MANILA, Philippines – Nearly a month after the elections, president-apparent Benigno “Noynoy” Aquino III and vice president-apparent Jejomar Binay will finally be proclaimed tomorrow.
The proclamation is a day behind the original schedule.
The delay resulted from the decision last night of the joint Senate-House canvassing committee to defer the tallying of votes from Lanao del Sur for today.
The committee, co-chaired by Senate President Juan Ponce Enrile and Speaker Prospero Nograles, made the decision during a closed-door caucus in which it also turned down the request of Aquino’s lawyers that he be proclaimed ahead of the winning vice presidential candidate.
“We wait for Lanao del Sur tomorrow, so proclamation is on Wednesday,” Nograles said in a text message after the caucus.
“We will canvass Davao City tonight and Lanao del Sur tomorrow, and make the proclamation of the winning presidential and vice presidential candidates on Wednesday,” House Majority Leader Arthur Defensor told reporters.
Enrile said the canvassing committee could not disregard the votes from Lanao del Sur as this would disenfranchise the more than 350,000 who cast their ballots in the province.
“After we canvass Lanao del Sur tomorrow, we would have accounted for all provinces and cities and absentee votes…,” he said.
Before it held its caucus at 6 p.m., more than four hours into its session, the panel had canvassed three of the five certificates of canvass (COCs) that remained to be tallied.
These were the COCs from Bacolod City, Mt. Province and Eastern Samar.
After the Davao votes were tallied, Aquino padded his lead over former President Joseph Estrada to 5.6 million votes from 5.5 million last Thursday. He had 15,072,053 votes against Estrada’s 9,471,029.
The other presidential candidates and their votes are Sen. Manuel Villar Jr., 5,484,747; Gilberto Teodoro Jr., 4,065,524; Eddie Villanueva, 1,122,896; Sen. Richard Gordon, 498,414; Vetellano Acosta, 180,839; Nicanor Perlas, 54,256; Sen. Jamby Madrigal, 46,041; and JC de los Reyes, 44,031.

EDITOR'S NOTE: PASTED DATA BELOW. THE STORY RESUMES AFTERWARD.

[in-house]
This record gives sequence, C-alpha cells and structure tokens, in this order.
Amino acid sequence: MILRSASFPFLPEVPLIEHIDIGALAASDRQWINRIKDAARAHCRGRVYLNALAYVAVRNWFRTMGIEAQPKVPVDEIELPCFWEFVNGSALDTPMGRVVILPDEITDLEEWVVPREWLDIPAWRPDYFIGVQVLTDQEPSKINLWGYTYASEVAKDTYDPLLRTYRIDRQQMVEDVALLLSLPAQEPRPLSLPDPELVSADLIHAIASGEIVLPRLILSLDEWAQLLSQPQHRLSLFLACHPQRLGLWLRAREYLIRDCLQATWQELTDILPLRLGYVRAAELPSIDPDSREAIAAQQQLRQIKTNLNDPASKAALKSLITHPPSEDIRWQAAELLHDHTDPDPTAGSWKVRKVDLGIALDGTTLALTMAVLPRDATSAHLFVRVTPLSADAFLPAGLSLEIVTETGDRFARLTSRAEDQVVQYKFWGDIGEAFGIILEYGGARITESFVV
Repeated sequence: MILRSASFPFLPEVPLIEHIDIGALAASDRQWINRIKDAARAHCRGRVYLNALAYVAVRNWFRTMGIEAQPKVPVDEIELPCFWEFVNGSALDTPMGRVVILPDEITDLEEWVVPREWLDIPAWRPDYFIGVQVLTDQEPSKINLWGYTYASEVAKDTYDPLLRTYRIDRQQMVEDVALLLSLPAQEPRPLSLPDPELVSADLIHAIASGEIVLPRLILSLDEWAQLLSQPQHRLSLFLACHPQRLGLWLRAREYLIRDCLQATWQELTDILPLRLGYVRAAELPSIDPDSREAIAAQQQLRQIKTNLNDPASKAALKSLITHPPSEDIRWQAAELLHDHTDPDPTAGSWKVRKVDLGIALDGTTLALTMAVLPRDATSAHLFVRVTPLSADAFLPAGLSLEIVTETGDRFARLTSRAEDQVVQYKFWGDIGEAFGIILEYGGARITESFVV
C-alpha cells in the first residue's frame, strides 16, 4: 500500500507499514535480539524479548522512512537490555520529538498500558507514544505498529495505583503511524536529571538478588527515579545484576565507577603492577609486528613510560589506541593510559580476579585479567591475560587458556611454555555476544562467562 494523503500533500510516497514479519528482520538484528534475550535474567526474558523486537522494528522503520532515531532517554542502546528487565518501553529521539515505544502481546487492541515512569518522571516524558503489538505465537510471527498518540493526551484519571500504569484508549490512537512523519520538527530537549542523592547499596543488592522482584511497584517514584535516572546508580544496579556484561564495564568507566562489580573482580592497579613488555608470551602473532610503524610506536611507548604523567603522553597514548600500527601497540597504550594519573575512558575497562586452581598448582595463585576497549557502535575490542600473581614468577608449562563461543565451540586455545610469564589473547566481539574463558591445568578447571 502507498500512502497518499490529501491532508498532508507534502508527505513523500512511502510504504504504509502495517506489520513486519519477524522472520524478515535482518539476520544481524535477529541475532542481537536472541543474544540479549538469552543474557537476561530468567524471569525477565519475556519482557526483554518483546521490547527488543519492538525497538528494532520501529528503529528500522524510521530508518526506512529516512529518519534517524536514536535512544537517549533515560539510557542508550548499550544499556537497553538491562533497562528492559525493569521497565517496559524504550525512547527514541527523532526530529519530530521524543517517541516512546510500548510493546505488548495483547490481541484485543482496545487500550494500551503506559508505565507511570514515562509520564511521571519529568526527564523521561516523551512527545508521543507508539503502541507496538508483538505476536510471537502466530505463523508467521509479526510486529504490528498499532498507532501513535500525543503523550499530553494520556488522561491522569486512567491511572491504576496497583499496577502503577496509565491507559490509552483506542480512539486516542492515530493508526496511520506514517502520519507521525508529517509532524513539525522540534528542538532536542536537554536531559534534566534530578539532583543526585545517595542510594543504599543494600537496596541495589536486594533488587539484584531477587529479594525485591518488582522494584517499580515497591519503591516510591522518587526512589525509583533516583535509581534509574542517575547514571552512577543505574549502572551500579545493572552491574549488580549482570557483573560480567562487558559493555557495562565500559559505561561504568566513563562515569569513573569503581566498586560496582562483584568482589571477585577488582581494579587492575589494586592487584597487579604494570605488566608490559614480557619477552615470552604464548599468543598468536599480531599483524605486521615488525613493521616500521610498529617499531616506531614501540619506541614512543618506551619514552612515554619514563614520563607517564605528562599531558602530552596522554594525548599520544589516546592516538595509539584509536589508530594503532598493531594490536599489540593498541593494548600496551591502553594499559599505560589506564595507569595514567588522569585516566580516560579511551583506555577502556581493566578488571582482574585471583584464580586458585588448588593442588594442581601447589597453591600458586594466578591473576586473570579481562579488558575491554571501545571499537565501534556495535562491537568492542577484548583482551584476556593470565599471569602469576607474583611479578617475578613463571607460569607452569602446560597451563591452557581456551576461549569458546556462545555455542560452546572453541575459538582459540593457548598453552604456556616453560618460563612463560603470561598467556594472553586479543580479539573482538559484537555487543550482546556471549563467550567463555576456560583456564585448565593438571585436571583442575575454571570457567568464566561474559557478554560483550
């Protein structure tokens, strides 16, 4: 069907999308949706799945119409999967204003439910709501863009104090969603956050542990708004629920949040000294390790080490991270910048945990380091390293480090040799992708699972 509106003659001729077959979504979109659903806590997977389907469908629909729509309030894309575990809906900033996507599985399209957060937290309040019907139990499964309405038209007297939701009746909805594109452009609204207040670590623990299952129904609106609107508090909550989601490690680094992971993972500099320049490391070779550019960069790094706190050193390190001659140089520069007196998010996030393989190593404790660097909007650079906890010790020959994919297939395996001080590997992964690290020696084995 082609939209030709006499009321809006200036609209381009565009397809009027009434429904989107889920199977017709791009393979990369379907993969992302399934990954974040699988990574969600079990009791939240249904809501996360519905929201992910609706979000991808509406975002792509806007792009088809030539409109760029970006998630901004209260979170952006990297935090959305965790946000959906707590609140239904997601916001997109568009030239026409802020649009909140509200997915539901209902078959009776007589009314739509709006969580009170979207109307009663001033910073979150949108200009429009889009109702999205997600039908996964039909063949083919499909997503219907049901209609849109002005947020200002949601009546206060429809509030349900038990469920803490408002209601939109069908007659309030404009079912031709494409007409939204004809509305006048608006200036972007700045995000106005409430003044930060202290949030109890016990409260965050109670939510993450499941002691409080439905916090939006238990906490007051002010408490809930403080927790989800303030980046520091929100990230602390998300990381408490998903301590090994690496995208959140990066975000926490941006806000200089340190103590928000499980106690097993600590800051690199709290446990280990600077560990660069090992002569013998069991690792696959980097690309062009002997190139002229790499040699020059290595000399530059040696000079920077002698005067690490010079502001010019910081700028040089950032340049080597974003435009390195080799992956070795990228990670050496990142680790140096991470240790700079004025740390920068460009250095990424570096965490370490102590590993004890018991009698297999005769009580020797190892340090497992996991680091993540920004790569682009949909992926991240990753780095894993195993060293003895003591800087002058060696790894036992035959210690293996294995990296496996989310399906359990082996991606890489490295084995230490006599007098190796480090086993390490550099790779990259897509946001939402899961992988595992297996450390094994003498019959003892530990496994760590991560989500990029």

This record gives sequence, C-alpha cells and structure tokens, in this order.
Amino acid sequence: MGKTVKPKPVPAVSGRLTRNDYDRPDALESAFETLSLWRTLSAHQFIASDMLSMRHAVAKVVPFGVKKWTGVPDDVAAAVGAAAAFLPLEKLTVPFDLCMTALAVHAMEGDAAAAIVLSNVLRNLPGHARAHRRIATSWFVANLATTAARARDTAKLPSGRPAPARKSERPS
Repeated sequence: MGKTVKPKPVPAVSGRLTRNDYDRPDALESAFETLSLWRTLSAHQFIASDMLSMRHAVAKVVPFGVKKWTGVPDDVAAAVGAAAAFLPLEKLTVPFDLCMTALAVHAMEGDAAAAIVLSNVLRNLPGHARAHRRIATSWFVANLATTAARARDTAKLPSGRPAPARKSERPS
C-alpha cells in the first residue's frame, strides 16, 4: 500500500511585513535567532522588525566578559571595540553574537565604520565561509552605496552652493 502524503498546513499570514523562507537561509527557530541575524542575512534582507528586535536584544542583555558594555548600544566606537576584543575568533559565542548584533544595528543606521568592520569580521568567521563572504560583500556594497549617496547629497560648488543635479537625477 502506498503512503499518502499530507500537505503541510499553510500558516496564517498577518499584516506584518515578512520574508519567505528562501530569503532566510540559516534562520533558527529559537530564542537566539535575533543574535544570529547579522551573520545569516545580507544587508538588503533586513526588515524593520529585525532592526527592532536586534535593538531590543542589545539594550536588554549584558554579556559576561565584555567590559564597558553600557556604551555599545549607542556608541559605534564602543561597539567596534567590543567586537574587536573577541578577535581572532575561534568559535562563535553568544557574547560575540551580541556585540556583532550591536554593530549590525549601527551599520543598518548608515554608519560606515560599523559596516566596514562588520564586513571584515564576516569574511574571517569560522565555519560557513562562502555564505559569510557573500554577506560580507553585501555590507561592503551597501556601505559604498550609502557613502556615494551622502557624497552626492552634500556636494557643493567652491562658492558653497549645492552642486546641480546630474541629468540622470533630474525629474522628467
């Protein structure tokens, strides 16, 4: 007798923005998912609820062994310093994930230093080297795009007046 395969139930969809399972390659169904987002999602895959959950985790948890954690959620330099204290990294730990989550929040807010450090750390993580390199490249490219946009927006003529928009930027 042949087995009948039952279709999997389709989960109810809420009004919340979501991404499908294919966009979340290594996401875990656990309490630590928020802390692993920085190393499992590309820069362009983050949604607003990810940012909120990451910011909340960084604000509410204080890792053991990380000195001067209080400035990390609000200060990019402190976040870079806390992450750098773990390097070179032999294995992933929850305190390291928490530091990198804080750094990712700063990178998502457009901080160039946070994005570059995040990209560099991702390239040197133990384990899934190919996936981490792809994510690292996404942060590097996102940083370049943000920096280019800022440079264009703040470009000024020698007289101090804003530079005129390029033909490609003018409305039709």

In the vice presidential race, Binay kept his lead with 14,501,371 votes against Sen. Manuel Roxas’ 13,889,416.
Sen. Loren Legarda remained in third place with 4,212,152; followed by Bayani Fernando, 1,014,846; Edu Manzano, 803,738; Perfecto Yasay Jr., 363,912; Jay Sonza, 63,914; and Dominador Chipeco, 52,275.
The canvassing panel took some time discussing what to do with the votes from Davao City and Lanao del Sur.
The Davao City canvassing board had transmitted both the electronic copy of its COC to the Congress server and the hard copy to the Senate but failed to send the required statement of votes by precinct.
Nograles demanded to see the statement of votes, but Commission on Elections (Comelec) executive director Jose Tolentino told him that the document was stored in a server kept at the Cabuyao, Laguna warehouse of Smartmatic, Comelec’s automation contractor.
He said the document consists of 10,000 pages and it would take some time to print it.
To cut the discussions short, Enrile asked Smartmatic chief Cesar Flores to look for the server in Cabuyao and start printing the statement of votes that Nograles wanted to see.
In the case of Lanao del Sur, the problem was that there were 28 precincts in eight towns where a special election would still be held.
Because of this, Comelec officials told the canvassing committee that their provincial board of canvassers could not yet send both the electronic and hard copies of its COC.
Comelec Chairman Jose Melo said the votes in 32 towns had already been tallied and that the 28 precincts where a special election would still be held would affect only 12,000 registered voters.
In fact, he said the Comelec submitted a “canvass report” indicating the votes for president and vice president for purposes of the joint committee’s tally.
However, Enrile asked the Comelec to instruct its canvassing board in Lanao del Sur to submit both the electronic and hard copies of the provincial COC today.
“We cannot be held hostage by the special election (in 28 precincts). We have to finish this canvass this week. We have to use the coercive powers of this board if we have to,” he said.
Melo said the Comelec would comply with the request.
Before canvassing the three additional COCs, the committee delved again into the existence of a “national support center” run by Comelec and Smartmatic until May 18.
Flores told the committee that under Smartmatic’s contract with the Comelec, his company was required to set up a call center, which processed inquiries sent through text by their 48,000 technicians as well as the center’s responses to such messages.
He said the inquiries had been mostly about problems in the operation of the precinct optical count scan (PCOS) machines.
“Our call center did not receive any electoral data like election results,” he said.
“Your Honors, many people do not understand this, but it’s just a simple call center that processed calls. It was open to the public. In fact, we invited the media to the center,” Comelec Commissioner Gregorio Larrazabal said.
Sen. Aquilino Pimentel Jr. resented Larrazabal’s statement, telling him, “Yes, we don’t understand it, that’s why we are asking questions.”
It was Enrile’s turn again to cut the debates short. He asked Flores to open the call center’s records for examination “to erase suspicions that it was used for something else.”
“We have no problem with that. But we think there is no need for it. However, we will comply with the request,” Flores said.